At the time of his early departure, I was not intimidated or overwhelmed. I was ready to take the helm. I had ideas and a passion for the mission and charged to inspire our leaders and volunteers to do great things for Down syndrome.

    It’s two and a half years later, and I’m nearing my exit. I think I’ve been an effective leader, and I’ve had a lot of fun. But I’m also tired and want to move on to other things (like being director of membership and marketing for DSAIA). When I took the position in 2015, I knew I wanted to serve only two one-year terms. At the time, Chesapeake was an all-volunteer association and the commitment is extremely time consuming. I saw countless past board members burn out after their many, many years of service, and never return as a volunteer. This was not going to be me.

    I started to search for the next president at least a year before my time was up. Every board member who I thought could successfully transition into the president position received my best pitch. Not an iota of interest. Some board members (like the ones who said no to president) encouraged me – even begged – to stay on one more year. But I held true to my initial commitment. I didn’t believe anything was going to change in that year that would inspire one of our leaders to emerge as president. Plus I wanted to stay on good terms with my family.

    About two months before my term would end in June 2017, I made a last-ditch call to an incredibly qualified candidate: a board member who had only been on the board for less than a year but a long history with the Chesapeake Down Syndrome as well as in leadership outside the organization. I made my pitch. I was going to convince this guy no matter what that he was the best person for the job. There was silence. And he finally said “I was actually waiting for you to contact me about this.” Needless to say, he took the job.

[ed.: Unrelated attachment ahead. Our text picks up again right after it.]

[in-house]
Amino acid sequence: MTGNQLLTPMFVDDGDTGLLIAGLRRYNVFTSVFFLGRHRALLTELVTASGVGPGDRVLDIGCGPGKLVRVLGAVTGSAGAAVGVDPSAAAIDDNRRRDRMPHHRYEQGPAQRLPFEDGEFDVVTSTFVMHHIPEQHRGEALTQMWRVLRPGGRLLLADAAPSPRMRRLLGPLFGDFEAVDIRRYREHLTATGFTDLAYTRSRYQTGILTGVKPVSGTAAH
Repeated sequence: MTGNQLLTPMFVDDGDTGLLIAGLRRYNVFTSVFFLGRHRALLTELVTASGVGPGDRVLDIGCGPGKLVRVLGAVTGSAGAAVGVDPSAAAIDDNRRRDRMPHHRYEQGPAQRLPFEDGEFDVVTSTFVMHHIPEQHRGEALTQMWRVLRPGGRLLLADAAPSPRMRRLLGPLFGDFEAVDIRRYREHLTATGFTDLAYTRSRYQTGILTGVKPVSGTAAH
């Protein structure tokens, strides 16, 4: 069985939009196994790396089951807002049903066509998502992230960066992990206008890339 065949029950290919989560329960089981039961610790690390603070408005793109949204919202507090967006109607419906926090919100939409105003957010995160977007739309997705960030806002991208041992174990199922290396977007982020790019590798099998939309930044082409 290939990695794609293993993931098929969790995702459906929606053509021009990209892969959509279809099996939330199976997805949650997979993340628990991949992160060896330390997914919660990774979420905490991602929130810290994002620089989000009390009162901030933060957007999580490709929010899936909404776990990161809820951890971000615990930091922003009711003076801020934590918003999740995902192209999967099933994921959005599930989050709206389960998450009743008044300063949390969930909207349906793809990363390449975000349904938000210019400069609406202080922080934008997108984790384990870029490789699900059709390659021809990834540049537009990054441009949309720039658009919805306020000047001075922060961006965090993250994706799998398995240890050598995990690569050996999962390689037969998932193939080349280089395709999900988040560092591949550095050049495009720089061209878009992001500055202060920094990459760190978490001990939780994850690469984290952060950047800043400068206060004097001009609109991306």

I’m just weeks away from stepping down, and I’m actively working with our incoming president to inform him of important issues, go over protocols, share some dirty laundry and of course answer his myriad of questions. I have committed to stay on the board as immediate past president, to further help our new president step up with energy and confidence as well as take on a couple of small board development projects. My previous transition experience has certainly influenced my involvement in this transition. My presidency has been marked by many accomplishments and met goals, but I know I could have been even more focused and effective if I had access to continued guidance and support of the past president.


    >>> Do you have your own transition story? Are you anticipating a transition at your association? Need to vent about a transition gone wrong? <<<

    On Wednesday, May 24 at 8 p.m. ET, DSAIA member leaders will be talking transition during the Topical Call: Dealing with Board/Staff Transitions. 

    REGISTER NOW to guarantee a spot on the call because space is limited. Topical Calls are for DSAIA Members ONLY and will not be recorded or be available in the listening archive.

<< First  < Prev   1   2   3   4   5   ...   Next >  Last >> 

I want to tell you what WONDERFUL time I had at the conference. I learned so much and came away with lots of ideas for our organization. -Barb Waddle, The Upside of Downs of Northeast Ohio

About DSAIA

Down Syndrome Affiliates in Action started as a conference bringing together outstanding leadership from Down syndrome organizations around the country. Learn More

Get in Contact

Down Syndrome Affiliates in Action
1335 34th St NE
Paris, TX  75462

Phone
701-354-7255

E-mail
info@dsaia.org

Monday - Friday
8 am - 5 pm Central

Member Access

Click Here

Powered by Wild Apricot Membership Software